A couple of warehouses wedged between Sun Valley and La Alma-Lincoln Park neighborhoods are poised to become the largest investment in Denver’s Latino arts and culture scene in decades, according to Latino Cultural Arts Center executive director Alfredo Reyes.
The project, dubbed Las Bodegas (Spanish for “warehouses”), is spearheaded by the Latino Cultural Arts Center with financial backing from Sen. Michael Bennet, the state, the city and philanthropic donations.
The space, years in the making, will be home to LCAC’s digital and visual arts complexes with promises of a multi-media lab, cafe, artist-in-residence studios, classrooms with year-round arts programming and more. The endeavor is focused on learning Latino history while forging a bright future for the predominantly diverse surrounding neighborhoods, Reyes said.
“There’s a tension between new Denver and old Denver,” Reyes said. “People who have been here for generations have seen the city change so rapidly around them. People love our culture, our food, our music, our talent, but not our people…La Bodegas is trying to take the first step in generating that community wealth and sense of place keeping. Not place making. It’s about keeping our space in the city that’s rapidly changing. A city that, at times, seems to have forgotten us.”
On Thursday, Reyes walked the interior of the gutted warehouses starry-eyed, pointing out where programs for Día de los Muertos and mural painting and film education would go after renovating the buildings located at 1935 W. 12th Ave.
The warehouses, valued at $1.4 million, were bought and donated to LCAC by its founder Adrianna Abarca.
“We own this space,” Reyes said. “That is a huge deal for our community. It means we aren’t going anywhere, folks. This will always be a space where families can come and heal together.”
A need for healing is palpable in the neighborhood, Reyes said.
Blocks away sits the Auraria campus where a once-thriving Latino neighborhood was demolished by the city to build the downtown Denver higher education campus. Gentrification, Reyes said, has been rampant in the area for decades as people of color continue to be pushed out to make way for new development. Youth violence in the city has been devastating, Reyes said, with fatal shootings this year disrupting youth’s lives.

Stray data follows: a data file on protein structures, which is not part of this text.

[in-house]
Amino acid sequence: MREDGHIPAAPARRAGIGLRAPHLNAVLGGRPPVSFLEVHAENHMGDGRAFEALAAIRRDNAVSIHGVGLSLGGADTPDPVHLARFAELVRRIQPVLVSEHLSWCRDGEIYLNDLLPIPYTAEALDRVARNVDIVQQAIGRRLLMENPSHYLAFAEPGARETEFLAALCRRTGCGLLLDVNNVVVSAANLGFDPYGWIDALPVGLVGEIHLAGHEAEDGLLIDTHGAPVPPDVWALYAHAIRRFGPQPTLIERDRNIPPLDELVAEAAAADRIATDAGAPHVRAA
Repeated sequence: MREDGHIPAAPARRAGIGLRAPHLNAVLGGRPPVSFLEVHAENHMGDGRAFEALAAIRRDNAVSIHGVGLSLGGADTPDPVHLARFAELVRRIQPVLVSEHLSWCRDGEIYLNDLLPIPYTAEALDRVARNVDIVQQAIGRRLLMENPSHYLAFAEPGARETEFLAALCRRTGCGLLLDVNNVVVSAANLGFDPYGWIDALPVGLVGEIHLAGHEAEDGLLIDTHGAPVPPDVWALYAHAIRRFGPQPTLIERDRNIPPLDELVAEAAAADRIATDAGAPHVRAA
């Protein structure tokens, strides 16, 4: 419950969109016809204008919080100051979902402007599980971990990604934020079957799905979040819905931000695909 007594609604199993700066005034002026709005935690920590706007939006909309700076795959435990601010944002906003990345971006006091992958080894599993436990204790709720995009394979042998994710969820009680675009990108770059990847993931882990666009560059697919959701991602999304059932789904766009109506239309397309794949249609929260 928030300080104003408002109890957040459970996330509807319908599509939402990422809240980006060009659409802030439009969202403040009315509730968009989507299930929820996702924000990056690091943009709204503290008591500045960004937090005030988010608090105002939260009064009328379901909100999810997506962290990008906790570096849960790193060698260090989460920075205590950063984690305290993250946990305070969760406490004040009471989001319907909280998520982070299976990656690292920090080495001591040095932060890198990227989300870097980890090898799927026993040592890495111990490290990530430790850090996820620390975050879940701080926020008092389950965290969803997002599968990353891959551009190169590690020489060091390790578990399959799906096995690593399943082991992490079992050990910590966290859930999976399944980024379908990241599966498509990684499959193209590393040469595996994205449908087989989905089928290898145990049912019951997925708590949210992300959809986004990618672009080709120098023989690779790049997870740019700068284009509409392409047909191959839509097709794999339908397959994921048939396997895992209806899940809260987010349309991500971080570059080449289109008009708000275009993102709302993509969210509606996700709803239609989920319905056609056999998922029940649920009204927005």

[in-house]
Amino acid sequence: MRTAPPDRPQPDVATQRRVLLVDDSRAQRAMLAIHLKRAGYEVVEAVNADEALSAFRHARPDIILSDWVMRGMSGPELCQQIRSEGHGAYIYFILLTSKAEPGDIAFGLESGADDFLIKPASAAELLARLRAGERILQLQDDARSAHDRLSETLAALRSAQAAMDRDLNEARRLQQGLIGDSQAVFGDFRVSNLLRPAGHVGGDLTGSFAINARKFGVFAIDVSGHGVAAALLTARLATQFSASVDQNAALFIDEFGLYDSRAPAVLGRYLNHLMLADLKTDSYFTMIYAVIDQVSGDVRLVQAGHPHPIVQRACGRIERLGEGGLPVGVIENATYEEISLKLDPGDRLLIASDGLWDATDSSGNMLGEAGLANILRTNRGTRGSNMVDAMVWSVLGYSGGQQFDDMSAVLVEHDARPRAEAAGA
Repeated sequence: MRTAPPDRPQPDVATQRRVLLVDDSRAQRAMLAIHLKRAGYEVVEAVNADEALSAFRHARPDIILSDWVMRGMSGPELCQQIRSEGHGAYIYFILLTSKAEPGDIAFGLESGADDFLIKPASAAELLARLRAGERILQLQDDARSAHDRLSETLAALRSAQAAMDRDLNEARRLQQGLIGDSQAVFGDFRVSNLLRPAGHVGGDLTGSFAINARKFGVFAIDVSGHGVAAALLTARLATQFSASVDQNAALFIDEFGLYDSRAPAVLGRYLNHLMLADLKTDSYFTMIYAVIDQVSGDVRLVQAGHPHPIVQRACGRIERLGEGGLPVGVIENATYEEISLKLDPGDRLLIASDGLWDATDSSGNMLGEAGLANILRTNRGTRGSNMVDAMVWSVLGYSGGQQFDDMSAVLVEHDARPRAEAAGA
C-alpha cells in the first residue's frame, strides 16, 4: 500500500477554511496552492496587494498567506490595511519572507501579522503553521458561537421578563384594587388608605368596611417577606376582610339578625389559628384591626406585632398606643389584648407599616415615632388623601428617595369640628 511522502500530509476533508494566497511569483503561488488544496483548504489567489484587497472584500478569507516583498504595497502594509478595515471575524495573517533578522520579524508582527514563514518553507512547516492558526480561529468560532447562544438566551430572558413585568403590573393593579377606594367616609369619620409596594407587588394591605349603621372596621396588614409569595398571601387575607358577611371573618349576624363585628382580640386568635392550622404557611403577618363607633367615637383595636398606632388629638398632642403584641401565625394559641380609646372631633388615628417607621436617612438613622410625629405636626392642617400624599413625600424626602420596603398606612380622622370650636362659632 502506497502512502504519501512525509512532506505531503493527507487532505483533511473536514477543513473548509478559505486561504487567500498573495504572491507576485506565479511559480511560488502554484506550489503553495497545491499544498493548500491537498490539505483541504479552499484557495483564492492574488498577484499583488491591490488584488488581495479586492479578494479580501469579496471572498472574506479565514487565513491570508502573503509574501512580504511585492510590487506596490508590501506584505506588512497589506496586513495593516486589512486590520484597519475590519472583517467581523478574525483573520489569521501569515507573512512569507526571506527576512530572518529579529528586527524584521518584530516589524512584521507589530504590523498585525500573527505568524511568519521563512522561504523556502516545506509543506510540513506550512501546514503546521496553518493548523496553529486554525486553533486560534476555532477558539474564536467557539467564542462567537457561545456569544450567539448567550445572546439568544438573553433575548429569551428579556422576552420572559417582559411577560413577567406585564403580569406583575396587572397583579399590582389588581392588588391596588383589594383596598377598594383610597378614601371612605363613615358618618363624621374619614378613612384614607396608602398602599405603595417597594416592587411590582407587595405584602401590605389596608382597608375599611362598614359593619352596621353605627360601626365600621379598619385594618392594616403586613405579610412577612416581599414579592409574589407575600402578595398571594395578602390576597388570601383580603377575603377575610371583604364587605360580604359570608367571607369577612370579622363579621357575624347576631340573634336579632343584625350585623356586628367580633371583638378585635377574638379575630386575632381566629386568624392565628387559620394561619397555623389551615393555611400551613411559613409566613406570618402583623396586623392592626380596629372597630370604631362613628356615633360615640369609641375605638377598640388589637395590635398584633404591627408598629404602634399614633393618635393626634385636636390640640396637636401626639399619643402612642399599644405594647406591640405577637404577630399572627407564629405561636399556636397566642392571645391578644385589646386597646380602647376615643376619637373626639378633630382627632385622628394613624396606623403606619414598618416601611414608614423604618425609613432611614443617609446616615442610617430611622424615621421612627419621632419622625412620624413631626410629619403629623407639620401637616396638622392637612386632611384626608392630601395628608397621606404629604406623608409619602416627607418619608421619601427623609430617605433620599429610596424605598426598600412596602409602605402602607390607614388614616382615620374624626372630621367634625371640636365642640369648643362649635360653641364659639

Las Bodegas intends to be a safe space where young people in the community and their families can gather to develop pride in their cultures, connect and form meaningful relationships and learn creative skills that could transfer to lifelong passions or careers.
“We envision the space to be a creative hub and a springboard,” Reyes said. “This can be a pipeline to the workforce.”
Reyes intends to bring in local artists like LCAC board member Bobby LeFebre, fresh off his tenure as Colorado’s first poet laureate of color, to work with and mentor youth at Las Bodegas.
“We need a space that is going to serve as a cultural monument in an environment that has caused large-scale erasure and that’s what this is,” LeFebre said. “It’s rooted in areas of Denver traditionally inhabited by Latinos, Mexicanos, Chicanos, people of color. It’s a way to create a lasting testament to those cultures and their contributions, and that’s really exciting to do this work in a way that’s for us, by us, with us and for everyone.”
The total projected cost for Las Bodegas is about $9.3 million, Reyes said. Congressionally-directed spending from Bennet provided about $2.5 million toward the project in December. The state contributed $1.9 million through Community Revitalization Funding. The project is looking to fundraise $2.7 million more toward the construction effort.
The City of Denver is contributing $500,000 toward the electrification of Las Bodegas, Reyes said.
Las Bodegas was selected by the city’s Climate Action, Sustainability, and Resilience team as an eco-pilot, making it one of the first commercial buildings to be fully electric, Reyes said. The effort will include solar panels, battery storage, a heat pump and EV charging stations.
Reyes hopes to break ground on the renovation construction by the end of the year and expects it to be about a year before the space is ready.
When finished, the design and construction documents will become public access so others can learn from and imitate similar eco-friendly builds, Reyes said.
“It’s often forgotten communities of color have been caring for this planet for hundreds of thousands of years as environmental stewards so to combine cultural legacies of that stewardship to the latest technology is going to be a transformative proposition,” Reyes said.
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